As Otto silently considered that, my brain was trying to figure out why his name sounded familiar.  Eyebrows, or Mabel as I now knew her to be, returned and set a chair directly behind him.  He was sitting down when it came to me.

“Otto Clements?  Is that you?  Are you the guy who reported the two-tone Dodge to the police when they were looking for Jenny Wilson?”


…to be continued

A Faraway Song (Part 25)

I eyed each person as I approached them, my stomach turning in nervous anticipation of unknown possibilities, looking for any sign of immediate danger.  The first person I passed I had not seen before, a stocky, dark-haired man with a fat face and thick forearms that stuck out of the torn-off sleeves on a faded plaid shirt.  He grunted with every breath, his nostrils flaring and sweat running down his forehead.  Then came a couple I was also unfamiliar with, both of whom glowered at me from behind identical pairs of horn-rimmed glasses.  Than Mr. Overalls and a short, thin woman with a ruddy face and poorly dyed, but very bright red hair.  He stomped a foot down as I approached, causing me to jump, which seemed to amused Red Hair.  Another man, greasy and grimy from top to bottom, emerged from the auto parts garage behind them and spat in my direction.  A few more steps up the road stood what I figured to be my real threat.  Shotgun and the man standing with him.  It could not have been his father, as I had learned he was dead, but maybe an uncle or other close relative.  They looked remarkably similar, and equally threatening.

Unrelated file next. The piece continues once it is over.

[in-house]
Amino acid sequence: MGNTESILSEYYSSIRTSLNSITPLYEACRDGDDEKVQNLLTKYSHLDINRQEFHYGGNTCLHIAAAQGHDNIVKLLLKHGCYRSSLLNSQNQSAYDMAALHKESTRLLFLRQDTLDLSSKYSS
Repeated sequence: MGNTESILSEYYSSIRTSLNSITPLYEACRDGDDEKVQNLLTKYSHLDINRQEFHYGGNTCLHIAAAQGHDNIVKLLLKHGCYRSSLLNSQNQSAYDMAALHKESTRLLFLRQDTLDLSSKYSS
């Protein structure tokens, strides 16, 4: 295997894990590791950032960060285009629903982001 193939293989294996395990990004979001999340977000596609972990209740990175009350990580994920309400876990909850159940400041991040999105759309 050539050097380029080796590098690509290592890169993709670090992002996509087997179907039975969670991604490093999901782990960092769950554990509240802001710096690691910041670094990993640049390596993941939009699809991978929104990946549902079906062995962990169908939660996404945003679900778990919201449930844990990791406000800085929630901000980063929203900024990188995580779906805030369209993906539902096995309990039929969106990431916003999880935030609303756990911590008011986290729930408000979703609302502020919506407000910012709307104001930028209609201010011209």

I have to admit that I almost lost my nerve at that point, almost turned and ran back toward Brown Suit, back down the gauntlet of people who seemed like friends compared to what I now expected to encounter.  A brief wave of nausea passed over me and I clenched my mouth, purposely biting my tongue to give me something else to think about.  The billowing colors up near Clyde Forks Road caught my eye again and now I could see that it was Eyebrows who was standing with the reverend.  Would she really let something happen to me?  Would these people actually do something terrible to me with those two watching them?  Were the reverend and Eyebrows even on my side, or were they simply the final part of this community action? I was not sure but thought it a bad sign that neither her nor the reverend seemed willing to walk down the road to be with me.